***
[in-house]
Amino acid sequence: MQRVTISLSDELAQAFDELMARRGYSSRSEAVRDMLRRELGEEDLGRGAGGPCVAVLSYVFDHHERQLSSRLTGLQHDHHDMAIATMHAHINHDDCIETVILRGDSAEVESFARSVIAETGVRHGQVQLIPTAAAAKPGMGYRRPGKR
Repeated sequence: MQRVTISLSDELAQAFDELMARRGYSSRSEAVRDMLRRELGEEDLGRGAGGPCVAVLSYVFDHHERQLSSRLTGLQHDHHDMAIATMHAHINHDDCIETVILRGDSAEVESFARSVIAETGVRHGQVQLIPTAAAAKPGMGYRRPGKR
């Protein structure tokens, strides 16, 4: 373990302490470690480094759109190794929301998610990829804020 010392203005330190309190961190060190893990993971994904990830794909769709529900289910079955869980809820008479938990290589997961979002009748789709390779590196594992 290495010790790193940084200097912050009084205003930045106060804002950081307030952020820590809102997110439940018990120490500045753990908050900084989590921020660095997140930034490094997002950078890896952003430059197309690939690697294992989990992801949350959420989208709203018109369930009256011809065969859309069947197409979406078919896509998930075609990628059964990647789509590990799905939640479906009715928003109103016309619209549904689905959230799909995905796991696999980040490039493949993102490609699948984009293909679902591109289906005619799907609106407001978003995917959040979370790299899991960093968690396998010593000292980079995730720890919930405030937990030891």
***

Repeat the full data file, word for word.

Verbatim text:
[in-house]
Amino acid sequence: MQRVTISLSDELAQAFDELMARRGYSSRSEAVRDMLRRELGEEDLGRGAGGPCVAVLSYVFDHHERQLSSRLTGLQHDHHDMAIATMHAHINHDDCIETVILRGDSAEVESFARSVIAETGVRHGQVQLIPTAAAAKPGMGYRRPGKR
Repeated sequence: MQRVTISLSDELAQAFDELMARRGYSSRSEAVRDMLRRELGEEDLGRGAGGPCVAVLSYVFDHHERQLSSRLTGLQHDHHDMAIATMHAHINHDDCIETVILRGDSAEVESFARSVIAETGVRHGQVQLIPTAAAAKPGMGYRRPGKR
């Protein structure tokens, strides 16, 4: 373990302490470690480094759109190794929301998610990829804020 010392203005330190309190961190060190893990993971994904990830794909769709529900289910079955869980809820008479938990290589997961979002009748789709390779590196594992 290495010790790193940084200097912050009084205003930045106060804002950081307030952020820590809102997110439940018990120490500045753990908050900084989590921020660095997140930034490094997002950078890896952003430059197309690939690697294992989990992801949350959420989208709203018109369930009256011809065969859309069947197409979406078919896509998930075609990628059964990647789509590990799905939640479906009715928003109103016309619209549904689905959230799909995905796991696999980040490039493949993102490609699948984009293909679902591109289906005619799907609106407001978003995917959040979370790299899991960093968690396998010593000292980079995730720890919930405030937990030891």